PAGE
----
Obesity :: Manhattan pharmaceuticals – oral oleoyl-estrone clinical program to include morbidly obese

Manhattan Pharmaceuticals, Inc. (Amex: MHA) today announced expansion of its oral Oleoyl-estrone (OE) clinical obesity program to include the morbidly obese. A new US Phase 2a clinical trial evaluating oral OE in morbidly obese male subjects will be initiated in October 2006. The morbidly obese population in the US is estimated to be 14 million people. OE is the Company’s orally administered product candidate in development for the treatment of obesity.

This single-center, Phase 2a randomized, double-blind, placebo-controlled, parallel group study will be conducted at St. Luke’s-Roosevelt Hospital Center, University Hospital of Columbia University College of Physicians and Surgeons. F. Xavier Pi-Sunyer, MD, will serve as Principal Investigator. Approximately 24 morbidly obese male subjects with a body mass index (BMI) of 40-55 will be randomized into three treatment groups to evaluate the safety and efficacy of 10mg or 30mg of oral OE compared to placebo given once daily for 30 days. Subjects will be evaluated at Days 1, 15, and 30. A final follow-up visit will also occur at Day 60, 30 days after the final dose.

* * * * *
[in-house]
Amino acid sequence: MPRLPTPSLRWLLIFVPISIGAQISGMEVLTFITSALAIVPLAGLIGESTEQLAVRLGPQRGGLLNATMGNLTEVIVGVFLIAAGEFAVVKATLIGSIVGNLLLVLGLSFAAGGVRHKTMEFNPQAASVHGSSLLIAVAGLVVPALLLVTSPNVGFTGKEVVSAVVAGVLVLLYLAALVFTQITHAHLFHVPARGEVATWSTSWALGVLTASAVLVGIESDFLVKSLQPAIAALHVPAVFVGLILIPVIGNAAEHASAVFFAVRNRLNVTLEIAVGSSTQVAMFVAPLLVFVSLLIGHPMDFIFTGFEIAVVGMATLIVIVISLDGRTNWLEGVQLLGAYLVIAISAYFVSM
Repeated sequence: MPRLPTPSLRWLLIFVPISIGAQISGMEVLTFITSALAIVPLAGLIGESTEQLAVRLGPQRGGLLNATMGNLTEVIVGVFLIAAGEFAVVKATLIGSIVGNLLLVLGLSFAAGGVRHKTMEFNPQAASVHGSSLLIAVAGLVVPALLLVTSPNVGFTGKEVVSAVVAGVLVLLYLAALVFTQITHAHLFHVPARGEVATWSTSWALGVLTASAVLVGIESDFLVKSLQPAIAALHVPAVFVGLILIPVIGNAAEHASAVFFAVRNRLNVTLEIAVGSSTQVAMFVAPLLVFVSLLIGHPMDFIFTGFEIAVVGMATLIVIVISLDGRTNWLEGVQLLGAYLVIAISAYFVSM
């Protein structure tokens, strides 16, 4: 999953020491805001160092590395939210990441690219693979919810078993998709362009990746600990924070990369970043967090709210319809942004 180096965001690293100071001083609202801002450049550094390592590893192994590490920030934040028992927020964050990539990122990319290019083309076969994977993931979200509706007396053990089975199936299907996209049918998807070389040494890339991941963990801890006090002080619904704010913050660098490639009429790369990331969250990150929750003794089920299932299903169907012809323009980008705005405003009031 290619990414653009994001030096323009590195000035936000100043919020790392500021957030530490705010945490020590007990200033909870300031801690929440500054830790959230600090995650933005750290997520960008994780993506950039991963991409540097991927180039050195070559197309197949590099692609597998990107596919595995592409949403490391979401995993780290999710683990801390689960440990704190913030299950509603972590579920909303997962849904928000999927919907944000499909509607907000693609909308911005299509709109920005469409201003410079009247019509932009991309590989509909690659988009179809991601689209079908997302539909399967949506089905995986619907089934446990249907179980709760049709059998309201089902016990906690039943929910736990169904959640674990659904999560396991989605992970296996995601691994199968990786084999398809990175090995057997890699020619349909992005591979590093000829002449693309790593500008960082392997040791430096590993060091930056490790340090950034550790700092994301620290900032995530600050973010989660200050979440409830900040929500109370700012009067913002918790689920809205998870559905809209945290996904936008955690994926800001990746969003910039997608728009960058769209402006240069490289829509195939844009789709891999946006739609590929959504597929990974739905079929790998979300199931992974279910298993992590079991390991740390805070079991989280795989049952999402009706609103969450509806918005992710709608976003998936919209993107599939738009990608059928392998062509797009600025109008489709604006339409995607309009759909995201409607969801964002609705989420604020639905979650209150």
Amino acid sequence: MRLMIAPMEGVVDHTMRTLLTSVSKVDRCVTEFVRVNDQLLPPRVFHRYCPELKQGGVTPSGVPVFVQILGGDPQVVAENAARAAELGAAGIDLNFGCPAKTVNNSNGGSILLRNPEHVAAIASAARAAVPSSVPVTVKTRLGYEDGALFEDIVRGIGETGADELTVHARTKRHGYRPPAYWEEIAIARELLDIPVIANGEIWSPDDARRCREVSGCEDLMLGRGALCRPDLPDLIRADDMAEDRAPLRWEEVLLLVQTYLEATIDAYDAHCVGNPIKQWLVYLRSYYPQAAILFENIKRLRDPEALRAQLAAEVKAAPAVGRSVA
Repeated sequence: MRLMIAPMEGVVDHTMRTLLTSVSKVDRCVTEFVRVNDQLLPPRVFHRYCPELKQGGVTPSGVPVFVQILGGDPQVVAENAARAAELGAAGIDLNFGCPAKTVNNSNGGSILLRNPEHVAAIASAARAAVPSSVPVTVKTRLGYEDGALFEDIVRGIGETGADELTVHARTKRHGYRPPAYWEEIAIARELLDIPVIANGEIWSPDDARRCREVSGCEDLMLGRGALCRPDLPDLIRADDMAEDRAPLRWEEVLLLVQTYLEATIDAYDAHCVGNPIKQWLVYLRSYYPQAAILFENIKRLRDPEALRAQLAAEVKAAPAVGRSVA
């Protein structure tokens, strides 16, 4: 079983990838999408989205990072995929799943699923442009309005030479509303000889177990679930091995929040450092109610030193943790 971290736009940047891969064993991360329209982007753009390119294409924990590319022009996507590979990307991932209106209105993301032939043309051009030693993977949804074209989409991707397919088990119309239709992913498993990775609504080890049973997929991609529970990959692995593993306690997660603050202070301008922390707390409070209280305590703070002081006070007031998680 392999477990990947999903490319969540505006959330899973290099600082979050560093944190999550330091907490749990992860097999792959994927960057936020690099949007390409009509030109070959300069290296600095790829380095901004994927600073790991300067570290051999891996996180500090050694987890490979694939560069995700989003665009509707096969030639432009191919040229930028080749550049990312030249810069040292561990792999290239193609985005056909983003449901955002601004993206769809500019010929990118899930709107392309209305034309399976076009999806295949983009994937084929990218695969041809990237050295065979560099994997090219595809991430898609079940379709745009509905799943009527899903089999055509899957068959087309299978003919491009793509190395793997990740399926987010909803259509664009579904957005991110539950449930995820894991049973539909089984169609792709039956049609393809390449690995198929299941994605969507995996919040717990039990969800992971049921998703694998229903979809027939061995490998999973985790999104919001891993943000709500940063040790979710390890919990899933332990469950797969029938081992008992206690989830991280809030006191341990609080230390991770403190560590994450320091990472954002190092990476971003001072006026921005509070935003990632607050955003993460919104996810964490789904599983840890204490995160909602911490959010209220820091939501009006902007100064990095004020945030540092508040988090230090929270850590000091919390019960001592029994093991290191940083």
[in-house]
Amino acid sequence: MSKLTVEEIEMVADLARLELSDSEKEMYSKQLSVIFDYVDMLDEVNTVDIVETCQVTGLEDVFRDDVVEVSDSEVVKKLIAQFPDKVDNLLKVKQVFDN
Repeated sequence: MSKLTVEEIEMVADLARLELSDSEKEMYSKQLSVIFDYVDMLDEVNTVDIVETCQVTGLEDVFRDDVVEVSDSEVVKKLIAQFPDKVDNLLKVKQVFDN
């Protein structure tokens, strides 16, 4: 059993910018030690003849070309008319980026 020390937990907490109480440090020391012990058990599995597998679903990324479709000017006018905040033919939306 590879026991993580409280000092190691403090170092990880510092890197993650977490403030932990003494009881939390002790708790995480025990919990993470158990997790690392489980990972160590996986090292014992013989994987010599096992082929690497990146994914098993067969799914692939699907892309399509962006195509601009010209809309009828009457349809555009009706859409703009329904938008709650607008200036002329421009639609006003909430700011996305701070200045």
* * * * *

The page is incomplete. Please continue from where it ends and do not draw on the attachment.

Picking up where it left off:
Morbidly obese males are considered to be the most at risk segment of the obese population. Published studies have indicated that morbidly obese males have a mortality rate higher than the general, non-obese population and a higher mortality rate than morbidly obese women. Morbidly obese males are also at significantly higher risk for other life threatening conditions including cardiovascular disease, coronary heart disease, and unexplained cardiac arrest.